Collective modes and restoration of gauge invariance in superconductivityby DrDu Tags: collective, gauge, invariance, modes, restoration, superconductivity 

#1
May410, 03:00 AM

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P: 3,366

After the first explanation of superconductivity by Bardeen, Cooper and Schrieffer, it was for several years a matter of concern to render the theory charge conserving and gauge invariant. I have been reading the article by Y. Nambu, Phys. Rev. Vol. 117, p. 648 (1960) who uses Ward identities to establish gauge invariance and the book by Schrieffer, "Theory of superconductivity" from 1964.
While I can follow the steps of the calculation, the physical content is not quite clear to me. While the difference between a free and a "dressed" Greens function is quite clear to me, the concept of a dressed vertex is much less. I only see it as a formal device to calculate the currentcurrent correlation functions. The collective modes somehow fall out as homogeneous solutions of a Bethe Salpeter type equation. Schrieffer stresses that the mechanism in fact is not peculiar to superconductivity but holds also in normal metals. I know of some discussions of the "backflow" which is also not too clear to me. I suppose that these matters are better understood now half a century later. Maybe someone knows a more pedagogical reference? 



#2
May510, 07:23 AM

P: 102

I'm not really qualified to answer your questions but maybe some references might help you on your way.
If you are quite familiar with the functional integral approach then I think this is the more modern approach to dealing with superconductors in a gauge invariant manner as well as identifying the collective modes. See for example this article by van Otterlo, Golubev, Zaikin and Blatter, where they also discuss ward identities. Another pedagogical description can be found in Altland and Simons book Condensed Matter Field Theory. I think the connection to the dressed vertices might be found from the vertex generating functional (or effective potential) [itex]\Gamma[\Psi][/itex] ([itex]\Psi[/itex] being the pairing field) that one can obtain with the functional integral technique (for definition and introduction see for example sec. 2.4 in Negele and Orland's book Quantum ManyParticle Systems). In Weinberg's book The quantum theory of fields Vol II you can find a treatment of superconductors in terms of the effective potential. Also see this article by Weinberg. I hope this helps in some way. Let me know if it was useful or if you find any more pedagogical references.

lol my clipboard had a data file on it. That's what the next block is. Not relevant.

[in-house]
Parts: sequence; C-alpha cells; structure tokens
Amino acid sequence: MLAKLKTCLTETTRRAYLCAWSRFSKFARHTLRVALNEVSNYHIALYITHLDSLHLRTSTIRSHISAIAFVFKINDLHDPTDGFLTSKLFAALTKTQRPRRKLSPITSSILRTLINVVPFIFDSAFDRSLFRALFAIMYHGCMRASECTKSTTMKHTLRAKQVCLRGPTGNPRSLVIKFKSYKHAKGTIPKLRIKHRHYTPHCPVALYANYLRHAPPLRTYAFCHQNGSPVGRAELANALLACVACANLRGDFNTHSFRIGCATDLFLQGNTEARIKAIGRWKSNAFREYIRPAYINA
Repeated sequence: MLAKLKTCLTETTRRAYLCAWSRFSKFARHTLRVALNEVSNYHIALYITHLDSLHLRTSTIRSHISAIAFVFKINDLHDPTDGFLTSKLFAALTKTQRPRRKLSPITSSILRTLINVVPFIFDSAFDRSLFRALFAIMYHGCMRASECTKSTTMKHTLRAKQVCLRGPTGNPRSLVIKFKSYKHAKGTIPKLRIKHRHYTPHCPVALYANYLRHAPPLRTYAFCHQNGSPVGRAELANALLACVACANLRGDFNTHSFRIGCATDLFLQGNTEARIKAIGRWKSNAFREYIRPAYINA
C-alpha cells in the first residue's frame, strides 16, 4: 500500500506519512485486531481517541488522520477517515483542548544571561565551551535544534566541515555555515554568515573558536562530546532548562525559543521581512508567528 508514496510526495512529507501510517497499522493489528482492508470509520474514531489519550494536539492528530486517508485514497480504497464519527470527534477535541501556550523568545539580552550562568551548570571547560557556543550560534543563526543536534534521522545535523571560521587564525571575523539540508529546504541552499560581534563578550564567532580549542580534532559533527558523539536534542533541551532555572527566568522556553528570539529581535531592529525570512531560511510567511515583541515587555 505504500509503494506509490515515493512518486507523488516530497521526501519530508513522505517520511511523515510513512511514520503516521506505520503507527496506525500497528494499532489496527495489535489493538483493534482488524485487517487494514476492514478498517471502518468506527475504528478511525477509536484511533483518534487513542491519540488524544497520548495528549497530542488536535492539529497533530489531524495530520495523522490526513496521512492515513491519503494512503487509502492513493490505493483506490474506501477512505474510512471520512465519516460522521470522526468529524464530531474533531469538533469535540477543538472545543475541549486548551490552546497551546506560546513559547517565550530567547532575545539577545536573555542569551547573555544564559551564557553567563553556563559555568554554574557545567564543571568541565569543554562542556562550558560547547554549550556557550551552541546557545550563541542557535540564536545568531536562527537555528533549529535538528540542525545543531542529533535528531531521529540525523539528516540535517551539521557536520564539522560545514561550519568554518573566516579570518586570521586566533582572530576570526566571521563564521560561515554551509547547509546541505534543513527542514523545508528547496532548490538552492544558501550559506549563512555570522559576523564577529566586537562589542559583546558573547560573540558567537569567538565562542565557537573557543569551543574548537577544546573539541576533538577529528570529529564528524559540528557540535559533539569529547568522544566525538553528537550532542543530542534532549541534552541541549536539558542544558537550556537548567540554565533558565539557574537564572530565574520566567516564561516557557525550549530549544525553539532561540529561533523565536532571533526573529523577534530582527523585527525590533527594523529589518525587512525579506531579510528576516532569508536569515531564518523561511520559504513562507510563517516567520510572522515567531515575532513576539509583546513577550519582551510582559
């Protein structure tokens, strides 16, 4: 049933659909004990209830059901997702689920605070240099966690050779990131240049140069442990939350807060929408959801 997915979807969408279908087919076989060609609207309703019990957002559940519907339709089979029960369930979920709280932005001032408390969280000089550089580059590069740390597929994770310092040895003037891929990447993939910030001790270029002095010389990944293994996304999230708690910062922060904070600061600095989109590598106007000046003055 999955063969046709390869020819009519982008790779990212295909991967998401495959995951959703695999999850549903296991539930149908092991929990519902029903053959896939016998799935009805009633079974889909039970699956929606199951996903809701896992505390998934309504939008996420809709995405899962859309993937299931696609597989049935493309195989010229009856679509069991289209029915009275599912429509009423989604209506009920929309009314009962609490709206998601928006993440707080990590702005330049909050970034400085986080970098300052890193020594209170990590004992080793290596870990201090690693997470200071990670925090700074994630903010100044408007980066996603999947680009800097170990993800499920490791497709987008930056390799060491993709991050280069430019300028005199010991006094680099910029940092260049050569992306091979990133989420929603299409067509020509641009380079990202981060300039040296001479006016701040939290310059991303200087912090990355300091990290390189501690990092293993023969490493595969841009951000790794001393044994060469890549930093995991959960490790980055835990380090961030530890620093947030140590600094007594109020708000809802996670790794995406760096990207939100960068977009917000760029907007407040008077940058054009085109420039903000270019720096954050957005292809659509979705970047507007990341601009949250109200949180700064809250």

#3
May610, 09:53 AM

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P: 3,366

Dear Jensa,
thank you very much for your answer. I am having a look at the article by van Otterlo. I knew about the work by Weinberg, but I am not sure if it is what I am looking for. There seems to be a highly relevant article written by Martin in the book "superconductivity" ed. by Parks. However, I only have partial access to it at the moment via google books. Maybe I come back to you after having read the articles.